5.2/10
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43 user 4 critic

Give My Regards to Broad Street (1984)

PG | | Drama, Music | 23 October 1984 (USA)
Paul McCartney's recording of his new album is complicated by the fact that the master tapes of his recordings are missing.

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(screenplay)
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Nominated for 1 Golden Globe. Another 1 nomination. See more awards »
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Cast

Cast overview, first billed only:
...
...
Steve
...
...
Journalist
...
Linda
...
Sandra
...
Jim
John Burgess ...
Chauffeur
...
Alan
Ian Hastings ...
Harry
Marie Collett ...
Valerie
Graham Dene ...
Voice of Disk Jockey
...
City Banker
Leonard Fenton ...
Company Accountant
...
Record Company Executive
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Storyline

Paul McCartney plays himself in another exaggerated "Day In the Life." Included are fictional scenes of the star preparing to film two videos, rehearsing in a loft, playing for the BBC, and even dreaming up a rather horrific nightmare. A loosely developed plot about missing master tapes ties all these events together Written by Ed Chen <echen@bcm.tmc.edu>

Plot Summary | Add Synopsis

Taglines:

When the music stops, the mystery begins. See more »

Genres:

Drama | Music

Certificate:

PG | See all certifications »

Parents Guide:

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Details

Country:

Language:

Release Date:

23 October 1984 (USA)  »

Also Known As:

Broad Street  »

Box Office

Budget:

$9,000,000 (estimated)
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Company Credits

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Technical Specs

Sound Mix:

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Aspect Ratio:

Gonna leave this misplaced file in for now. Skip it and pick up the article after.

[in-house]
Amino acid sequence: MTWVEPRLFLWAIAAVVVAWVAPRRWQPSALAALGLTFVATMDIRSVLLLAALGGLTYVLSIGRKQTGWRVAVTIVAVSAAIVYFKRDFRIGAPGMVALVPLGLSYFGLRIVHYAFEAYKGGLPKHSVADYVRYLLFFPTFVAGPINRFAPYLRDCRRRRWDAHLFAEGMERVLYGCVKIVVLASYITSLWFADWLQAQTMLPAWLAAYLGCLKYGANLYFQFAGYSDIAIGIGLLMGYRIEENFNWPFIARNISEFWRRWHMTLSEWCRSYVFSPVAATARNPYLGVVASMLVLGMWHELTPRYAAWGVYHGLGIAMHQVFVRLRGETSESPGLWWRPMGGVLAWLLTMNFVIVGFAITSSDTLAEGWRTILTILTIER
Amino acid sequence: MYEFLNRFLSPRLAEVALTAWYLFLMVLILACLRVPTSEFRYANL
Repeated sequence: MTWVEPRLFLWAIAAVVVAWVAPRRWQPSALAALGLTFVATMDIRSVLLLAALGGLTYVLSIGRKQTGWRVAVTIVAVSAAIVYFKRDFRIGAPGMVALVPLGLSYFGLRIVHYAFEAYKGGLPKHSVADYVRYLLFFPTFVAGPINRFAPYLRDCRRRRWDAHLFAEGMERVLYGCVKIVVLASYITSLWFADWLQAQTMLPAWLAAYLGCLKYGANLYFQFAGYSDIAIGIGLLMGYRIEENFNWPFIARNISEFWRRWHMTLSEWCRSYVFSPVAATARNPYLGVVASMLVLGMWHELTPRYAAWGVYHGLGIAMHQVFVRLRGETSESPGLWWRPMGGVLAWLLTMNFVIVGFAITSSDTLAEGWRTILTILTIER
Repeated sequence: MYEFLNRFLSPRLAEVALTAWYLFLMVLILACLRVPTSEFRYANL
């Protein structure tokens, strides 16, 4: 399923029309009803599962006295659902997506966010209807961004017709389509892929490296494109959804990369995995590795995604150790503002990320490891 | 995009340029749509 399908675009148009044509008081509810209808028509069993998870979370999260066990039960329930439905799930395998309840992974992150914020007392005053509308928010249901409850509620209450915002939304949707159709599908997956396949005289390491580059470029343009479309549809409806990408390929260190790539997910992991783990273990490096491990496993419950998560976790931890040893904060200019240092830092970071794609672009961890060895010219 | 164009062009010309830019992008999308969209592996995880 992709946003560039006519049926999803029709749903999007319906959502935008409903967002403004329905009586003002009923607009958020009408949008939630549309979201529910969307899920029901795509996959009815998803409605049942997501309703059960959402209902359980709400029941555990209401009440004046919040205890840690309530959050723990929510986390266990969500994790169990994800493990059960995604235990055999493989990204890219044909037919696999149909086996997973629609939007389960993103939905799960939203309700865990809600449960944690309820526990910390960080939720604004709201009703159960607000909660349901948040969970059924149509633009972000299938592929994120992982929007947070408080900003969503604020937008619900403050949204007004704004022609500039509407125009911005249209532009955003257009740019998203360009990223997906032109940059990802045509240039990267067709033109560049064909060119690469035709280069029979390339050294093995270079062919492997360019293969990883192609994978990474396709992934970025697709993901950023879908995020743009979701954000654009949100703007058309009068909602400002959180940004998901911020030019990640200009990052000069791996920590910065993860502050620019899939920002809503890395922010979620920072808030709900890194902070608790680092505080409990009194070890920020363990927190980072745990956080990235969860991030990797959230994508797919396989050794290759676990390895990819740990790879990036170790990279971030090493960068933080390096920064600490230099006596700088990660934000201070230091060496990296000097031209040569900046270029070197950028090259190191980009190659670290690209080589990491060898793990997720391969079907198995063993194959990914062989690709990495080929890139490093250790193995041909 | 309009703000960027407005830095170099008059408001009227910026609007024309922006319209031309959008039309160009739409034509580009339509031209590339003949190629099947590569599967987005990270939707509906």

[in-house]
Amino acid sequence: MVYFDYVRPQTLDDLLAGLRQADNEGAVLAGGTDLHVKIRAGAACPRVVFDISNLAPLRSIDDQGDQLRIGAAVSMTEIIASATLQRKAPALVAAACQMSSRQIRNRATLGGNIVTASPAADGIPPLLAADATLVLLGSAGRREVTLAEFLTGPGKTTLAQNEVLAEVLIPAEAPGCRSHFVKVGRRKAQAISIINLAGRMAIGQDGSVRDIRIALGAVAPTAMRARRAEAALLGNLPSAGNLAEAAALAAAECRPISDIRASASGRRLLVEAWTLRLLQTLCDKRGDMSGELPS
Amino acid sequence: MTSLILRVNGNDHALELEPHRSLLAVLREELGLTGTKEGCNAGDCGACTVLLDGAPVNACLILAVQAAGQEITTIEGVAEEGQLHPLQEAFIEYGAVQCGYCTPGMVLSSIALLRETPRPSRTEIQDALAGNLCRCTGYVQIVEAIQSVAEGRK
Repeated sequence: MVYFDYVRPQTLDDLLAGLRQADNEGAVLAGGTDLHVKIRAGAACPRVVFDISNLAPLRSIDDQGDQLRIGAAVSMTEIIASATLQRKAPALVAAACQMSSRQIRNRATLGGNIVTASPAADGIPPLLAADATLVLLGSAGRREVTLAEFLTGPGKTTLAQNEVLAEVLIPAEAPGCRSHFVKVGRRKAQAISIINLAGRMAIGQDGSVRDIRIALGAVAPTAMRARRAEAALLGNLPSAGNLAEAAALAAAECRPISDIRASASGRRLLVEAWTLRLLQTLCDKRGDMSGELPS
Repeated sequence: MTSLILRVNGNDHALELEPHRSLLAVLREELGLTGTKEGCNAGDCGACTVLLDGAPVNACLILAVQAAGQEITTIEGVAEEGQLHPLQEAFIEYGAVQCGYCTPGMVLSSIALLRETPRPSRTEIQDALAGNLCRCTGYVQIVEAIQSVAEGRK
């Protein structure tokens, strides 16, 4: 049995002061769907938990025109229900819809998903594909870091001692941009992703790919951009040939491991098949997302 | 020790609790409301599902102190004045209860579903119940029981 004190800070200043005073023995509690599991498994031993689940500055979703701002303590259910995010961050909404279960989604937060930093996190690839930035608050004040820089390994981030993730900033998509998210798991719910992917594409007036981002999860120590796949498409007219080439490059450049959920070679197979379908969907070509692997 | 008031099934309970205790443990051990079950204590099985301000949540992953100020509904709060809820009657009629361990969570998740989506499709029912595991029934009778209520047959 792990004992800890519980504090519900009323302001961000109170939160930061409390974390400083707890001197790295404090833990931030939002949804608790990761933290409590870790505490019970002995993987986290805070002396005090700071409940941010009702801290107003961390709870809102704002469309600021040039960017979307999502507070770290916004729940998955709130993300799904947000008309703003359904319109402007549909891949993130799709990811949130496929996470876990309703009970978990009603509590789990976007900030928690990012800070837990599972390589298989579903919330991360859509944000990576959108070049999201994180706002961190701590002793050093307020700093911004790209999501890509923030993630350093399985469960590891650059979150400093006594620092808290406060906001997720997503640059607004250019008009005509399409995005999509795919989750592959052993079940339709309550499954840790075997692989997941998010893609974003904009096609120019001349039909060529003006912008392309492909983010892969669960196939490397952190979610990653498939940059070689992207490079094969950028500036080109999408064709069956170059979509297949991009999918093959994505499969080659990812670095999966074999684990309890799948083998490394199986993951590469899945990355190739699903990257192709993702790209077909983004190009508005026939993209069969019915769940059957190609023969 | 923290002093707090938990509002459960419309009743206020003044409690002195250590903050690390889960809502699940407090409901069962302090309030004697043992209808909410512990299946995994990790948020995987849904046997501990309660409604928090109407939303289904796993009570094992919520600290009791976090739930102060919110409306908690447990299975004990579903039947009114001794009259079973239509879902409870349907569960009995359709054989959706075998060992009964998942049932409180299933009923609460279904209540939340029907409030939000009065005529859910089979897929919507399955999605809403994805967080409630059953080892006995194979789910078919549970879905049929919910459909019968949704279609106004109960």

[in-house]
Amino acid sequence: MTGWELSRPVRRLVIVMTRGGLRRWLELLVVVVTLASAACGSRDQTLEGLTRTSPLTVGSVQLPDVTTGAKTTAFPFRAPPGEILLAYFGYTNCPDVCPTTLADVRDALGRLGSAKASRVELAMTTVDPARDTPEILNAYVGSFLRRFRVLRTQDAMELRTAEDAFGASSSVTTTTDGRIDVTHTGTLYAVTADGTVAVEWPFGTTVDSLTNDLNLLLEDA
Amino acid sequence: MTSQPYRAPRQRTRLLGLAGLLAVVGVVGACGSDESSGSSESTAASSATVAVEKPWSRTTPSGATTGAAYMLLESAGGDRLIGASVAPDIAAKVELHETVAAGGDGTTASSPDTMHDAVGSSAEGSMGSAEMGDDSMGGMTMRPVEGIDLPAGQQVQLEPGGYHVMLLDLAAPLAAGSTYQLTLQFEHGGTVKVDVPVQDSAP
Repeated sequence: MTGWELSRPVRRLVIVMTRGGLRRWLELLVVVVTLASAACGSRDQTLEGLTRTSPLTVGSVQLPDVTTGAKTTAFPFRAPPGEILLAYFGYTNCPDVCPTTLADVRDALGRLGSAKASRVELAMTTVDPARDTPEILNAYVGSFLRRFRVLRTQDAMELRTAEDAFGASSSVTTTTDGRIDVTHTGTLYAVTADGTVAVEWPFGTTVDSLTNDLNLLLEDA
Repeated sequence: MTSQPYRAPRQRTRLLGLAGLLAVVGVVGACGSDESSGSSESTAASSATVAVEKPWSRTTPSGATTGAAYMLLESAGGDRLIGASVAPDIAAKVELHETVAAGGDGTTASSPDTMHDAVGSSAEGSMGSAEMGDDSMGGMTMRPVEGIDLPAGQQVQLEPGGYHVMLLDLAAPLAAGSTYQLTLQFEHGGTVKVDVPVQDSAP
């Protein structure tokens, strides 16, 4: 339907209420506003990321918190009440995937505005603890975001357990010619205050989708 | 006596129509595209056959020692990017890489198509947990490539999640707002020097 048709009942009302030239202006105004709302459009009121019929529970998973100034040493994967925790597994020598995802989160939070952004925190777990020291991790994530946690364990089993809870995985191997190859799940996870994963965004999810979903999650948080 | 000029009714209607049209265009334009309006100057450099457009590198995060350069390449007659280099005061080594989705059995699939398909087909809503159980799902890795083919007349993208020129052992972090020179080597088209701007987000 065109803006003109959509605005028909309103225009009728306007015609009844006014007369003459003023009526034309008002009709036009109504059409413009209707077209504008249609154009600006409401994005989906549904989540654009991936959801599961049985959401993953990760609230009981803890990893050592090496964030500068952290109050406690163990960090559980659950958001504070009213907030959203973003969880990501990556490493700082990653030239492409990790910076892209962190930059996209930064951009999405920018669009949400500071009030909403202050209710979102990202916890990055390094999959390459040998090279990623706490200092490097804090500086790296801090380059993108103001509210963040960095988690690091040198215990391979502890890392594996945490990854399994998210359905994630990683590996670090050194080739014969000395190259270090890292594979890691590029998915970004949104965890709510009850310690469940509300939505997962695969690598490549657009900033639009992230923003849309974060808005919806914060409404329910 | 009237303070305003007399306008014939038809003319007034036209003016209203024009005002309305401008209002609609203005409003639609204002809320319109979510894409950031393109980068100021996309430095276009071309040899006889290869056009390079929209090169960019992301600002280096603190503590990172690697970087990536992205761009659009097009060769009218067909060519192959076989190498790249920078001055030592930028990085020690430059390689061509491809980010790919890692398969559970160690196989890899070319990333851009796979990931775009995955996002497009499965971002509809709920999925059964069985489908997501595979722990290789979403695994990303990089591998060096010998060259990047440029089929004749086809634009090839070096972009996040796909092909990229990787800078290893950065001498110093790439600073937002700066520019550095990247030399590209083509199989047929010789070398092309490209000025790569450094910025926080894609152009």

1.85 : 1
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Did You Know?

Trivia

Director Richard Lester, director of such movies starring The Beatles as A Hard Day's Night (1964) and Help! (1965) reportedly turned-down an offer to direct this movie. However, Lester, about seven years later, did direct Paul McCartney's concert movie, Get Back (1991). See more »

Quotes

William: [after Paul has given him an evasive interview] What a load of cobblers.
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Connections

Referenced in Rewind This! (2013) See more »

Soundtracks

No More Lonely Nights
Written by Paul McCartney
Performed by Paul McCartney, Eric Stewart and David Gilmour
See more »

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User Reviews

Huh?
7 April 2002 | by (San Francisco, CA) – See all my reviews

Sure, I love the Beatles.

And sure, I respect Paul McCartney--especially when he has the courage to make mistakes. And he does admit himself that he messed this particular film up in the book "Paul McCartney: 20 Years On His Own".

I expected the film to be lousy and all, and hoped for at least a few nice musical performances. And, of course, I've heard all the critics' comments about its general lousiness as well as the users' remarks on here.